The Honda Civic’s local introduction was one of the most anticipated launches of 2016, and the launch report was one of our top ten most popular stories last year. Half a year has passed, and the Civic FC is now a common sight on our roads.

So far, this observer has seen a much greater proportion of the Civic 1.5L Turbo compared to the entry-level, naturally-aspirated Civic 1.8S. A quick check with Honda Malaysia (HM) has confirmed that – the company has sold over 10,000 units of tenth-gen Civic so far (from its June 2016 launch till January 8) and of that total, 67% were Turbos. That’s a staggering amount of buyers opting for the top powertrain, which has surprised even HM.

The Civic has breathed new life in a once core segment that has seen buyers shift to SUVs and crossovers, and much of the hype was generated by the “VTEC Turbo” variant. Understandably so, as it’s the first mainstream Asian brand to go the downsized turbo route made popular by Continental makes. A forward-looking (and very evocative sounding) engine to go with the radical design might have been a killer combo for many. But two out of every three Civics sold? That’s unprecedented.

What about that overlooked Civic 1.8? As seen here, it gets that same eye-catching body, but without the Turbo’s 17-inch five-spoke rims. Instead, the 1.8 rolls on 16-inch wheels with 215/55 rubber. Only the rims differentiate it with the entry turbo variant, the 1.5TC – both use the same automatic halogen projector headlamps with LED daytime running lights. The top-spec 1.5TC-P shines bright with LED headlamps, LED fog lamps and chrome door handles.

The R-series SOHC NA engine is a carryover with improvements. It makes 141 PS at 6,500 rpm and 174 Nm of torque at 4,300 rpm. Retuned to match the more efficient CVT (over the old five-speed auto), fuel consumption and emissions have been improved over the previous Civic 1.8 FB.

Honda claims combined FC of 6.3 litres per 100 km (15.9 km/l). 0-100 km/h is done in 10.4 seconds. To compare, the 173 PS/ 220 Nm Turbo’s official FC rating is 17.2 km/l and it does the century sprint in 8.2 seconds.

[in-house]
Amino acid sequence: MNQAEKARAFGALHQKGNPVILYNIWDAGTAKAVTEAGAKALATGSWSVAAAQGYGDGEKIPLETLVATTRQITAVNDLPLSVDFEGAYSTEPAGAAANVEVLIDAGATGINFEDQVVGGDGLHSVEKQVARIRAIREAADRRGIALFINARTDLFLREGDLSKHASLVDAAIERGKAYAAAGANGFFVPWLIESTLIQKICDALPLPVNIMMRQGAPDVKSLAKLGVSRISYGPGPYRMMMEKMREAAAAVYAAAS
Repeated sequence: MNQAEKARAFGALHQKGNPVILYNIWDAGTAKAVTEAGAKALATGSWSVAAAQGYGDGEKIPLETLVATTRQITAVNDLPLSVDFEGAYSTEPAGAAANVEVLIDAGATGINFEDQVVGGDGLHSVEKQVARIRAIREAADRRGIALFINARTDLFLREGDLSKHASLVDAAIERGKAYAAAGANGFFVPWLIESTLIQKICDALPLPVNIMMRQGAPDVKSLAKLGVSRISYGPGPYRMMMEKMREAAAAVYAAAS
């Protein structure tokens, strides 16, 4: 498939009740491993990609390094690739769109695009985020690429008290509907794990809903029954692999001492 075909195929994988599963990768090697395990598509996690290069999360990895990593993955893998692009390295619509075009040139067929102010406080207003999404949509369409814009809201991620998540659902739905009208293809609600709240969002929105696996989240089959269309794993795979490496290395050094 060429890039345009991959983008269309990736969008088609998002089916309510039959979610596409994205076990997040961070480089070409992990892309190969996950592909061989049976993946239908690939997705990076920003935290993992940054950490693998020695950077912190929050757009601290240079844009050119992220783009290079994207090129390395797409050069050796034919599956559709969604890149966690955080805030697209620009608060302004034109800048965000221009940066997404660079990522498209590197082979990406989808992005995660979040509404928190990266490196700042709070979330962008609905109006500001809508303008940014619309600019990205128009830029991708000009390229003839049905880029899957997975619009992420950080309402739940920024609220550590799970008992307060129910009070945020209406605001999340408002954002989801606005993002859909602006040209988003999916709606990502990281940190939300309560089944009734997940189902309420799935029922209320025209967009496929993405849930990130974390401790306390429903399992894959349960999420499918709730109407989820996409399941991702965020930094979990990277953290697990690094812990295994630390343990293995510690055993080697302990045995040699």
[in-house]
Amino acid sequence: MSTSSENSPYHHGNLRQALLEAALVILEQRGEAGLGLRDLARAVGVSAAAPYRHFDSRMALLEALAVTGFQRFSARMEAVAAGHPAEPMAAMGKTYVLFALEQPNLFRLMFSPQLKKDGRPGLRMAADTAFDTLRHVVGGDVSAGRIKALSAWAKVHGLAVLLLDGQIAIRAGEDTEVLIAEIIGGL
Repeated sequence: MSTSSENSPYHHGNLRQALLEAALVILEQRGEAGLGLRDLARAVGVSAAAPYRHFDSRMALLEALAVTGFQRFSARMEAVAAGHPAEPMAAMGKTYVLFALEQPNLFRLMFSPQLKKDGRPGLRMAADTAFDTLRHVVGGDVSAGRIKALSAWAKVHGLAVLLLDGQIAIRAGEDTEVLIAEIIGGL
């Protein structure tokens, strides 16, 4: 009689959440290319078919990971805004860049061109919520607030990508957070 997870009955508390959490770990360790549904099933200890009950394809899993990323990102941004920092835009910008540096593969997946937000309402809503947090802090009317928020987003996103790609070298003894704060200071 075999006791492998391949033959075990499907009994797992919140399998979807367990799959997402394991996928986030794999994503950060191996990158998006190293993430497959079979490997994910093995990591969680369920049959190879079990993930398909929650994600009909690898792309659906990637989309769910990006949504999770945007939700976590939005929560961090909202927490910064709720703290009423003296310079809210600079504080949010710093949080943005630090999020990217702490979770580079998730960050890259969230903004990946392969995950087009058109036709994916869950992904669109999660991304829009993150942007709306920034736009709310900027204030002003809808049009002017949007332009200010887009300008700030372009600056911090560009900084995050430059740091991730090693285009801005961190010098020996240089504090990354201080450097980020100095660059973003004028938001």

Our base Civic is actually very well-stocked with kit, compared to the Thai-spec 1.8 we tried in early 2016. Some of the more prominent USPs are standard: remote engine start and walk away auto lock, a full colour digital LCD meter panel, steering audio buttons with electrostatic switch and electronic parking brake with auto brake hold – they’re all included.

Other goodies include keyless entry and push start, cruise control, a seven-inch touchscreen head unit with reverse camera and an eight-way powered driver’s seat. The only things it lacks compared to the top Turbo are leather seats, dual-zone air con and navigation. The 1.8S is priced at RM110,426, which is RM13,650 cheaper than the base Turbo and a massive RM21,457 less than the Turbo Premium.

Even before knowing the Malaysian 1.8S specs (much better than expected) and price advantage (large), this writer stuck his head out to prefer the NA-powered Civic. The Turbo, while fast and powerful enough, lacked a bit of sharpness for me.

“It’s better at ‘rolling starts’ than traffic light GPs and cut-and-thrust racing, a smooth operator that works best with a smooth driver. Of course, this isn’t at all an issue if you’re not expecting GTI-like sharpness from this family car,” I said of the Civic Turbo in May.

“For this reason, the 1.8L is my pick. Paired with the package-improving CVT and an all-round better car, the starter engine serves up more than adequate performance for a daily driver, and its basic amenities (Thai-spec car) serve this tech-averse writer well. If I were to have more power and speed, I’d like to feel the rush as well, and not just arrive there,” this writer argued.

That’s just me, of course. The lure and promise of “VTEC Turbo” has proven too strong for 67% of Civic buyers so far, and that’s completely understandable. Don’t dismiss the 1.8S without trying it out first, though – it’s quietly competent.